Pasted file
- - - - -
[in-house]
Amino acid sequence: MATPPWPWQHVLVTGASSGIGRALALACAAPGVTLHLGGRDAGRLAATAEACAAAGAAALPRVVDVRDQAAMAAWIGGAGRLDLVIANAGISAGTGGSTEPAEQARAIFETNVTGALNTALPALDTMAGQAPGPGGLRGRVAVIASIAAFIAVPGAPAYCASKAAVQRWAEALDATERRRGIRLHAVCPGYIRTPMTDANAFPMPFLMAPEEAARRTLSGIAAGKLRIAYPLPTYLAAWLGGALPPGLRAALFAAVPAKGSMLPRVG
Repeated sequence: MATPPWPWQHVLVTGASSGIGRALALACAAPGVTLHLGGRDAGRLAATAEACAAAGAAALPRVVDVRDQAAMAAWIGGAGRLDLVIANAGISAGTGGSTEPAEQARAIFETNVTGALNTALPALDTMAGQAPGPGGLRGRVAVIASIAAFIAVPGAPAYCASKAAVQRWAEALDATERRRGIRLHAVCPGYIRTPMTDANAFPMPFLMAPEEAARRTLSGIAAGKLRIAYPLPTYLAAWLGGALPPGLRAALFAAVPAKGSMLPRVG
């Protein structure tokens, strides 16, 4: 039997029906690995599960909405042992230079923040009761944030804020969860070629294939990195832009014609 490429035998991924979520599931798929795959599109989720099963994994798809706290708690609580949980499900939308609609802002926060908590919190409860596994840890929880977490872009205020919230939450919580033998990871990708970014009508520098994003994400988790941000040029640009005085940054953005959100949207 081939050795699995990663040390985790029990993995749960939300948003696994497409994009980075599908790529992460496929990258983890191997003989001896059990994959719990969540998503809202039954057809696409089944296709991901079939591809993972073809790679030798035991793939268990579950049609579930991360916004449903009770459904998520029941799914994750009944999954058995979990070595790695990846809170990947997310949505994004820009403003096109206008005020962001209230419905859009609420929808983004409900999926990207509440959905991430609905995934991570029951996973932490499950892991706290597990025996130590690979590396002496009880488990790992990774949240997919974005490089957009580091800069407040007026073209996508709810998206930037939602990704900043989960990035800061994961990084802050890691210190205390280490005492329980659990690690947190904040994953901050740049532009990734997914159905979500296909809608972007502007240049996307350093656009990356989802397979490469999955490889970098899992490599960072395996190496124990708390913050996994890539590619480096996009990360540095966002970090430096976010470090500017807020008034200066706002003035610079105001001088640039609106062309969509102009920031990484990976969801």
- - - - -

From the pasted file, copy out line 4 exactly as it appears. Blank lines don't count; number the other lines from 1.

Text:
């Protein structure tokens, strides 16, 4: 039997029906690995599960909405042992230079923040009761944030804020969860070629294939990195832009014609 490429035998991924979520599931798929795959599109989720099963994994798809706290708690609580949980499900939308609609802002926060908590919190409860596994840890929880977490872009205020919230939450919580033998990871990708970014009508520098994003994400988790941000040029640009005085940054953005959100949207 081939050795699995990663040390985790029990993995749960939300948003696994497409994009980075599908790529992460496929990258983890191997003989001896059990994959719990969540998503809202039954057809696409089944296709991901079939591809993972073809790679030798035991793939268990579950049609579930991360916004449903009770459904998520029941799914994750009944999954058995979990070595790695990846809170990947997310949505994004820009403003096109206008005020962001209230419905859009609420929808983004409900999926990207509440959905991430609905995934991570029951996973932490499950892991706290597990025996130590690979590396002496009880488990790992990774949240997919974005490089957009580091800069407040007026073209996508709810998206930037939602990704900043989960990035800061994961990084802050890691210190205390280490005492329980659990690690947190904040994953901050740049532009990734997914159905979500296909809608972007502007240049996307350093656009990356989802397979490469999955490889970098899992490599960072395996190496124990708390913050996994890539590619480096996009990360540095966002970090430096976010470090500017807020008034200066706002003035610079105001001088640039609106062309969509102009920031990484990976969801």